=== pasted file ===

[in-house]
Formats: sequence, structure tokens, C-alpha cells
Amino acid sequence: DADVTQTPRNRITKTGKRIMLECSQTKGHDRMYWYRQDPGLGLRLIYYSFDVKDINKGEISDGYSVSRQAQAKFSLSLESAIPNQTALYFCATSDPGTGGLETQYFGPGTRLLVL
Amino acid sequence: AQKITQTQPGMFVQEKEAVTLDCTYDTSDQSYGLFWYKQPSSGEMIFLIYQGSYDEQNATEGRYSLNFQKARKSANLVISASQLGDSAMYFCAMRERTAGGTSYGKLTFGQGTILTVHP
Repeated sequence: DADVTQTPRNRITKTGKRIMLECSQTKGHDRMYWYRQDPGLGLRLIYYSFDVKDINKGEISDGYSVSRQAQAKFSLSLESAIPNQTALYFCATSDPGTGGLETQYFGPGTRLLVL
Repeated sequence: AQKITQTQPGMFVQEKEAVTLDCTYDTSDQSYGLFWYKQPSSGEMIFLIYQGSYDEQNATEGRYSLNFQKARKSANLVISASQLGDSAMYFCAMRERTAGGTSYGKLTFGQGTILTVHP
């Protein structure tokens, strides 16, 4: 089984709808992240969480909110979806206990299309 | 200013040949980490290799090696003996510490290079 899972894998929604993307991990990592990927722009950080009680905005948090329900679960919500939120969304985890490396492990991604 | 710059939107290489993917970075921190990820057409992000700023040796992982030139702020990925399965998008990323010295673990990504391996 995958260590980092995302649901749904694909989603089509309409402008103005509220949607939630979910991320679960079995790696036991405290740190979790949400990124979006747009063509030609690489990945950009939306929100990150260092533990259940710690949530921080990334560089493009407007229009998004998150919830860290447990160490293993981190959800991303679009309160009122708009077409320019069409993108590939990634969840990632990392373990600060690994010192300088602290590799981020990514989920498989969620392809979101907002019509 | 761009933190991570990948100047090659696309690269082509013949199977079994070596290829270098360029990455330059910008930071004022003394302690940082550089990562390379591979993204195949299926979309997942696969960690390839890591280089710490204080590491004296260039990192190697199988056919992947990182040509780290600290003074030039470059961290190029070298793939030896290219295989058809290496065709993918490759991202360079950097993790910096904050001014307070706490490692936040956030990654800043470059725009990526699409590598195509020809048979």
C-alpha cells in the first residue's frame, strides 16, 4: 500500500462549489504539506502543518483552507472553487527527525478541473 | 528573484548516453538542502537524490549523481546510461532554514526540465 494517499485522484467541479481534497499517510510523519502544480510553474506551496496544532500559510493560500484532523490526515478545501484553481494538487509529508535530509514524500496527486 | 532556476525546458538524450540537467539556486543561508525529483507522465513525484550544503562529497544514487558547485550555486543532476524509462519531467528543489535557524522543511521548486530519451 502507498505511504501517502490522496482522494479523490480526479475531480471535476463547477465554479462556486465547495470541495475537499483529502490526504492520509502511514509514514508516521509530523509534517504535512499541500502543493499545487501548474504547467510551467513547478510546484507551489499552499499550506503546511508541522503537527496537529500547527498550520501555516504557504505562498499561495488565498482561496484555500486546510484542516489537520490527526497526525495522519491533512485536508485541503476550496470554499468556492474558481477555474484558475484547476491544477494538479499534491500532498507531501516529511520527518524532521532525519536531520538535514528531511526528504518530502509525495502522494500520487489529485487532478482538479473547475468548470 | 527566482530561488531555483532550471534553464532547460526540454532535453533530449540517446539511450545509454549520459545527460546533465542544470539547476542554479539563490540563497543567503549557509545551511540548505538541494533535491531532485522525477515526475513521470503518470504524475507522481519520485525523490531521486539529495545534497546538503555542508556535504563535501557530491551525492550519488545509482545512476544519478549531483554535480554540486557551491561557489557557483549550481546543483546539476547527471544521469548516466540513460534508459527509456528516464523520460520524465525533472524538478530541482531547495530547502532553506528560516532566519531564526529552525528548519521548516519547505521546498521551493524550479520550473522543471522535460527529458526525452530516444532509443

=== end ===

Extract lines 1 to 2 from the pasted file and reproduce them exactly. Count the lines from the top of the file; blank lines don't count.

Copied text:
[in-house]
Formats: sequence, structure tokens, C-alpha cells